In previous posts I explained in detail about the evolution of the human spine and how it came to adopt its present form. I explained the function of each curve and why lack of mobility in one spot, respectively hypermobility in another, cause chronic pain and injuries.
Each and every part of the human body has an important function and nothing in our body is an accident. Today I am going to present human anatomy from a different angle. I am going to try to provoke your critical thinking and show you how each and every muscle in the body determines what happens in the whole chain. To help you understand how the body works, I am going to present the so-called Superficial Back and Front Lines.
Specifics of the Superficial Back Line
The so-called Superficial Back Line (SBL) can be described as a line which directs the movement of the human body (see Illustration 1). It either limits forward bending, or, when it isn’t functioning properly, it exaggerates or supports excessive backward bending (extension). SBL can be divided into two parts – right and left (see Illustration 2). The two halves must work in balance and it is the imbalance between them that restricts movement and leads to pain and injuries.
Photo: Anatomy Trains, Tom Myers
Photo: Anatomy Trains, Tom Myers
In terms of posture, the most frequent compensations when the Superficial Back Chain is dysfunctional are:
– hyperextension in the knee joint (quite common in women)
– limited dorsiflexion in the ankle (the movement in Illustration 3)
– tight posterior thigh muscles
– hyperextension in the cervical part (i.e. in the neck)
In the previous issue of the IFS Journal I explained to you what the spine curves are and how they appeared. Broadly speaking, they can be divided into primary and secondary curves which balance each other, i.e. the primary ones fulfill one function, while the secondary ones fulfill the opposite function.
SBL provides the functional link between these curves – from the neck down to the foot and arches (see Illustration 4). In the previous issue of the IFS Journal I discussed the curves in the upper part of the body – the cervical, thoracic and lumbar regions and the tailbone.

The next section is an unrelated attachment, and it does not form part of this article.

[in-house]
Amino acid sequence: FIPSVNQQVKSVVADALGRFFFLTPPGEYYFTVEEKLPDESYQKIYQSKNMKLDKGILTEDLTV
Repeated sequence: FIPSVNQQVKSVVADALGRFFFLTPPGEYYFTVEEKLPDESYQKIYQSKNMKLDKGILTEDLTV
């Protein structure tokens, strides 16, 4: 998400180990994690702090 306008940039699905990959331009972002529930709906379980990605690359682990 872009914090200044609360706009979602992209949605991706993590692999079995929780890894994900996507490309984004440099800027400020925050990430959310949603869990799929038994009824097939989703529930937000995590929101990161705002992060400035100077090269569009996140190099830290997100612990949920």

If we continue downwards, the slight curvature of the knee can be regarded as a secondary curve, the curvature of the heel – as a primary curve and that of the arch – as a secondary one. The knee curvature forms when we learn to stand upright and the curvatures of the arches form when the child starts gaining and developing strength by walking.
All primary curves are supported to a high extent by the bones around them. All secondary curves are highly dependent on the balance of the myofascia (to put it simply, the connective tissue that surrounds everything in the body). This way the secondary curves are directly dependent on the condition of these soft tissues which, as you know, are often tight and change their shape because of muscle imbalances – overuse of certain muscles and underuse of others. At this point you must have realized that the way you use and strain your body has a direct impact on what happens to your spine and every single curve in the body.
When it comes to function and movement, all secondary curves are interconnected. Imbalance in one of them leads to a compensatory response in another. For example, let’s take the knee curvature and that in the lower part of the back (the lumbar region or as we call it – the small of the back). Knee hyperextension is often due to a problem with the secondary curves. In the case of knee hyperextension, the secondary curve at the knee has been turned into a primary curve, which leads to further strain in other secondary curves – the lumbar and the cervical regions (the small of the back and the back). In the first photo you can see the incorrect posture and the result, and in the second photo – the correct posture and the improvement.
SBL is the connection between these curves and the problem usually travels down from one curve to the others and back up. Looking at the body from this perspective, you can find that pain in the small of the back can be caused by a knee problem, i.e. the whole Superficial Back Line is interconnected.
This was a brief discussion of the science and now I am going to give you real-life examples to help you understand what happens to the body in our everyday life, what kinds of pain this leads to and how you can find these imbalances yourselves and correct them.